(Photo: The Christian Post / Gospel Herald, Hudson Tsuei)
A new report from the Centers for Disease Control and Prevention has found that teen birth rates in America fell sharply from 2007 to 2011, by as much as 34 percent on average for Hispanic girls.
"The thing that surprised me most was the big decline in rates for Hispanics: at least 40 percent in 22 states and the District of Columbia," said Brady Hamilton, a report co-author and a statistician at the CDC's National Center for Health Statistics, according to NBC News. "That was pretty impressive. It really caught my eye."
Almost every single U.S. state reported a decline in teen births in that time period, with overall rates falling at least 15 percent for all but two states – with seven states experiencing a percentage drop of more than 30 points.
The Hispanic community had the steepest drop – averaging at 34 percent, though that number rose to 40 percent in 22 states and the District of Columbia. Birth rates decreased 24 percent for non-Hispanic black teenagers, and another 20 percent for non-Hispanic white teenagers.
"This report shows the extent to which declines in birth rates by race and Hispanic origin have varied across states. In general, declines have been widespread across all states, with the largest declines generally observed in the Southeast, Mountain, and Pacific states," the CDC observes in its summary of the report.
Possible reasons for the decline in teen birth rates include increased usage of contraception and the use of dual methods, including condoms and hormonal methods, among sexually active teens, data from the National Survey of Family Growth showed.
Hamilton added that public service messages might be starting to have a real positive effect with teens.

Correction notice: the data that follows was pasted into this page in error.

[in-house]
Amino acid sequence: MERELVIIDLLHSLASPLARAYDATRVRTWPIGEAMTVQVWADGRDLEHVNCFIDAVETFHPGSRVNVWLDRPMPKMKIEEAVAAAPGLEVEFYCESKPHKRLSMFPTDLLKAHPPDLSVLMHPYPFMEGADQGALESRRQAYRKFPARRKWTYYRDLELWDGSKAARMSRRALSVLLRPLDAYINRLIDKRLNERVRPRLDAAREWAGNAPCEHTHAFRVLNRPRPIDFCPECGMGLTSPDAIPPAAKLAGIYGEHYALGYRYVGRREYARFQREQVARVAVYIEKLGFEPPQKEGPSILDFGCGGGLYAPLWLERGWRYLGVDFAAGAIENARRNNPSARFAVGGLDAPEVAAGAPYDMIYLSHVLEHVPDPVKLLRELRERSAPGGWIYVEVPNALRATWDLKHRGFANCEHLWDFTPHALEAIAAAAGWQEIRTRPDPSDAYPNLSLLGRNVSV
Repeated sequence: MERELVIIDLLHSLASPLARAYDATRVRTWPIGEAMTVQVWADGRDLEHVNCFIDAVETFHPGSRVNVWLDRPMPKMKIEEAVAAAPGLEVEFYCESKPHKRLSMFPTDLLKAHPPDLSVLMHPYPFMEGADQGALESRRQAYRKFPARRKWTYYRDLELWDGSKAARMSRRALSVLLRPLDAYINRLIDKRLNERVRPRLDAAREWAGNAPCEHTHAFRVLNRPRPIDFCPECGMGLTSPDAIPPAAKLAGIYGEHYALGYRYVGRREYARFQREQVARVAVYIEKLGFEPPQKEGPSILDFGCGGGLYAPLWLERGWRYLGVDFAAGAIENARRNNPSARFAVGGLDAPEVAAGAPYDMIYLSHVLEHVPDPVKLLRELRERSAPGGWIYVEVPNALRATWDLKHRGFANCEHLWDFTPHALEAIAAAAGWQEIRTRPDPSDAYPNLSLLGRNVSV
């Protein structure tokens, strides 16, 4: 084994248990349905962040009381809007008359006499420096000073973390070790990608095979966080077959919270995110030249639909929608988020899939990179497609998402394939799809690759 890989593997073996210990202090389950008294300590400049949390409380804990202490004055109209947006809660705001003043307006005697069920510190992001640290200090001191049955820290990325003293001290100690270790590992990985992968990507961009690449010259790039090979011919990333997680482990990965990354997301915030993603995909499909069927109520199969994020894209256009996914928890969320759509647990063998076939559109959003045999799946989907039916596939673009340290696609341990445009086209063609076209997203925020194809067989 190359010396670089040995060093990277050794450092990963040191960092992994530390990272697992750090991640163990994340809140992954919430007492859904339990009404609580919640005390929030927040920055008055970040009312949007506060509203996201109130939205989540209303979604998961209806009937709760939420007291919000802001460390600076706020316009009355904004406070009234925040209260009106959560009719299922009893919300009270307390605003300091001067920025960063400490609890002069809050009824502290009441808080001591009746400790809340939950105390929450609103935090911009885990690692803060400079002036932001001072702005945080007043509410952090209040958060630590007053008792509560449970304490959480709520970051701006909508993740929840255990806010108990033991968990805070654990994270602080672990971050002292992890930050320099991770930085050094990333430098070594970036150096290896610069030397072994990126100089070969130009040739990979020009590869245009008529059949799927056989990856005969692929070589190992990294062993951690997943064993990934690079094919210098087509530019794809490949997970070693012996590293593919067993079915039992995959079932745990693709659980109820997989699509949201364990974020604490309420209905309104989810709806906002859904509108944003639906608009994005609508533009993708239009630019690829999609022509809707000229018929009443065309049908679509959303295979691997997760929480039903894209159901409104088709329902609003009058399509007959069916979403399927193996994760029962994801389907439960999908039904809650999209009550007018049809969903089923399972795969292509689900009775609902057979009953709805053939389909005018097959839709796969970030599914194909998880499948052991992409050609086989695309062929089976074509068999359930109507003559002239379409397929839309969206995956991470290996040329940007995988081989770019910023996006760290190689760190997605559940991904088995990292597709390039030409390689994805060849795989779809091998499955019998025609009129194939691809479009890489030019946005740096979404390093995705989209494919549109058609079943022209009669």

"Teen births are the focus of many public policies," he said. "I think this shows the message is getting out."
Dr. Carlos Lerner, medical director of the Children's Health Center at the University of California, Los Angeles, added: "In settings like ours, we make sure we provide information in a culturally sensitive way in the patient's own language. As we've learned to do that better, I think the message has been becoming more and more effective."
The economic recession in the U.S. in the latter part of the last decade might also have played an important role in the drop in teen birth rates, according to Stefanie Mollborn, an associate professor of sociology at the University of Colorado Boulder.
"The drop in the teen birth rate mirrors a fairly large drop in the overall U.S. birth rate – to women of all ages – during the same period," she explained.
"This coincides with the Great Recession. Many people are less likely to have children when they're experiencing economic troubles. Since most teen mothers are in or near poverty and come from disadvantaged backgrounds, it's not surprising that they would be especially likely to have fewer births during these difficult economic times."
Access to birth control and contraception has been a hotly debated topic in the U.S. over the past year.
The Obama Administration's contraception mandate, which requires employers to provide insurance coverage for contraception and abortion-inducing drugs, has stirred up conflicting views. While some have praised the mandate for insisting that women should have access to these drugs, critics such as Jeanne Monahan of the conservative Family Research Council said that it might have the opposite effect.
"Additionally, one might conclude that the Obama administration's contraception mandate may ultimately cause more unplanned pregnancies since it mandates that all health plans cover contraceptives, including those that the study's authors claim are less effective," Monahan said about an October 2012 study in the journal Obstetrics & Gynecology, which claims that free birth control lowers teen pregnancy.